We ended our tour at St. Nicholas Abbey, a Jacobean mansion built in 1658 and still a working rum distillery. Upon arrival, we were gifted a sample of their in-house rum, “St. Nicholas Abbey Rum” in the form of a rum punch (traditional Caribbean drink) and after a brief history, were given free time to explore the abbey. This abbey is also a fully operational steam mill for sugar cane and the family who owns and operates this abbey is very involved in the production. It’s a beautiful piece of property, delicious rum, and was a perfect ending to our tour of Barbados. 

Well, sort of end, as we still needed to drive back to port. Darren and I were the only cruise ship guests on this tour, which meant that on our way back to the port, we had to drop off the other guests at their respective hotels. This showed me a side of Barbados that I wasn’t a huge fan off and something we didn’t see or experience on the other islands. 

Since Barbados is a large island and has a high influx of British and European vacationers, the amount of resorts and hotels were astonishing. We drove for what felt like an hour, through the populated western coastline, which instead of beaches and ocean views, were buildings upon buildings. Not my particular favorite, but thankfully, it was the end of the tour. 

After arriving back to port, Darren and I headed off through the streets of Bridgetown towards a nearby beach. Darren wanted to put his toes in the water and I never complain about going to a beach, mostly because it means there is a likely chance that a bar will be there too!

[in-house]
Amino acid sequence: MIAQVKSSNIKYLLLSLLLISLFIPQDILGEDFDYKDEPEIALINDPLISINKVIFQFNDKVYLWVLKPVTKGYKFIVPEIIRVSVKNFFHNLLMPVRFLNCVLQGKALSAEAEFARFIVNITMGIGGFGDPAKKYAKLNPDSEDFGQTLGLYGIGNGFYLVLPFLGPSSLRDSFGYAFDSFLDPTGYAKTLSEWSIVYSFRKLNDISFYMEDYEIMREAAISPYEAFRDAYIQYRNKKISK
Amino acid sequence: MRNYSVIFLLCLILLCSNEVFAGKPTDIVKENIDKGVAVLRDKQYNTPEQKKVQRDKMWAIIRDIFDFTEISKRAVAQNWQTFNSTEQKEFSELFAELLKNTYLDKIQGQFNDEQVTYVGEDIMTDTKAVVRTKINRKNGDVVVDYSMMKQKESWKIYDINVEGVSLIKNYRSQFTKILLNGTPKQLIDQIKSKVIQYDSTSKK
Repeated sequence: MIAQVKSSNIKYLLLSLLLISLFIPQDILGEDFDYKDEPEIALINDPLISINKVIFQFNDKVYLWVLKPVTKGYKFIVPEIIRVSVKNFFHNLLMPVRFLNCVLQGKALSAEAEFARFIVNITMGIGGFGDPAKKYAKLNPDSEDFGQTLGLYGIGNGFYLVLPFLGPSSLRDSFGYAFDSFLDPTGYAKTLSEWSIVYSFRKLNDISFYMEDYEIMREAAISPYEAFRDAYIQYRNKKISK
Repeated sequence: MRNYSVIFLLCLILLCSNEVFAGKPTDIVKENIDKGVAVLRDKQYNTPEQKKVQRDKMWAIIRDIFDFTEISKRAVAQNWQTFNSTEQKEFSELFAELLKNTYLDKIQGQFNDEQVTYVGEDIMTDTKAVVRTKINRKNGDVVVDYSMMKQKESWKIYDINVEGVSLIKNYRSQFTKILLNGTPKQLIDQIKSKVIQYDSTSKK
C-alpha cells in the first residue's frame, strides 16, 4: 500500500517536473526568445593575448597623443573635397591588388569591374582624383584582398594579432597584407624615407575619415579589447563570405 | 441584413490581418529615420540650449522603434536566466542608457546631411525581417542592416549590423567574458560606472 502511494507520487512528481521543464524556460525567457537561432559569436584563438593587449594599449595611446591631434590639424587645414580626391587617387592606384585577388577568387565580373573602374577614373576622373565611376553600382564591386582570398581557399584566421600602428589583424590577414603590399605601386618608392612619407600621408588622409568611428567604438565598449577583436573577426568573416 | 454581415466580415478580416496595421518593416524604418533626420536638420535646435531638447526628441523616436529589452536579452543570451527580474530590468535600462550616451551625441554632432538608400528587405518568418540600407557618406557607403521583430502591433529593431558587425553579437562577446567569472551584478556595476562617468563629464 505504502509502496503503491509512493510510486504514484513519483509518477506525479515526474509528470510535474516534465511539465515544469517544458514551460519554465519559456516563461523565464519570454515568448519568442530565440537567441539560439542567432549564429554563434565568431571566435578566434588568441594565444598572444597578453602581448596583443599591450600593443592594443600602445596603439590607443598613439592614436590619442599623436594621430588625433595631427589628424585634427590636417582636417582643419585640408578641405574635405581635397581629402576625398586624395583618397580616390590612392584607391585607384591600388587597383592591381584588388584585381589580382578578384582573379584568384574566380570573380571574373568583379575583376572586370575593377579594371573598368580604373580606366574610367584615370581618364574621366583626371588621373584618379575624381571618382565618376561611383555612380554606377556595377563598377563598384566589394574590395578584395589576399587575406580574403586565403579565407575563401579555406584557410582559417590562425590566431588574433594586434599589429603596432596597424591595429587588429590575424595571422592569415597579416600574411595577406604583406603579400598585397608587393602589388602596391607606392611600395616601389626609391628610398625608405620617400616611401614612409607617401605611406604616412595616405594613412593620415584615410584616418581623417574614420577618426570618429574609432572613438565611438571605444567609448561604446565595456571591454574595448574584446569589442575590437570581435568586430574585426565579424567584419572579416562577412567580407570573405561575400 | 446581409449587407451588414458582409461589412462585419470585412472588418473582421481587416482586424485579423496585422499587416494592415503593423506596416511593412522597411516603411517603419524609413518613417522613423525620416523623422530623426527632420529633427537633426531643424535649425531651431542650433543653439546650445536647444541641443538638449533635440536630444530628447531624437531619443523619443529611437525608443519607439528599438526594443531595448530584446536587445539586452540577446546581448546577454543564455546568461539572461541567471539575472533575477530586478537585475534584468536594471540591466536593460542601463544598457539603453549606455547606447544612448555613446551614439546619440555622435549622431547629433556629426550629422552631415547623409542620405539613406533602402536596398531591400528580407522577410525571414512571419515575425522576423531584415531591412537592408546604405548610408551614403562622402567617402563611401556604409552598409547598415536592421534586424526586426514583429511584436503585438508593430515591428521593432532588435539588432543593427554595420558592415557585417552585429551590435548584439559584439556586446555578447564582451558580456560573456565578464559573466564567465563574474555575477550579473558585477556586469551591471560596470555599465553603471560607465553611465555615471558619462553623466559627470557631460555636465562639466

We walked to a place called Pirate’s Cove, a restaurant and beach bar located approximately 20 minutes walk from the cruise port. I headed straight towards the bar, as my goal was to try a locally crafted beer on each island and Barbado’s beer was called Banks, however, this particular beach bar only had Carib. But I got lucky in the end because I made friends with the bartender and he graciously gifted me with his special trick. No, I’m not going to tell you what it is…so if you’re curious and you find yourself in Barbados, head to the beach bar at Pirate’s Cove and you might get lucky too!!

Following our beach adventure, we did some last minute souvenir shopping before heading back to the ship as our final port came to an end. Although Barbados was not my favorite island, like any place, it has its own special beauty and I’m happy I was able to visit it. 

Once we returned, our nightly routine began. We met up with Richard and Karen for dinner. This dinner, however, was a very special dinner for our little cruise family! Richard and Karen we’re celebrating their anniversary so of course we needed to GO BIG for our final night! We dressed in our “formal” wear, ate a delicious dinner, enjoy a fancy bottle of champagne, and ended dinner with so much laughter around our little table. The anniversary card and the conversation had us crying we were laughing so hard.

Once dinner finished, we headed up to the library and proceeded with an extremely enjoyable little vow renewal presided over by the one and only Darren! (Yes, I recorded the entire thing and could hardly hold back my laughter!)

It was then time to headed off to the nightly game show, where we met up with two new friends Bridget and Rob for an enjoyable evening. It was kind of too perfect to be true that tonight, on the day of Karen and Richard’s anniversary was a Couple Game Show and we were able to get Richard and Karen up on stage. And boy oh boy was it totally worth it! At one point they were challenged and timed on how fast they can switch clothes. SO MUCH LAUGHING. They were amazing sports. Once the game show ended, we headed to another activity, called the Quest. We were able to stay awake later tonight since tomorrow, our final day on the ship was a Sea Day, so no really reason to wake up early. Oh…and our towel animal for the night was a monkey 🙂

Can’t believe I added five new countries to my List from five new islands in just five days days…each with it’s only little piece of magic!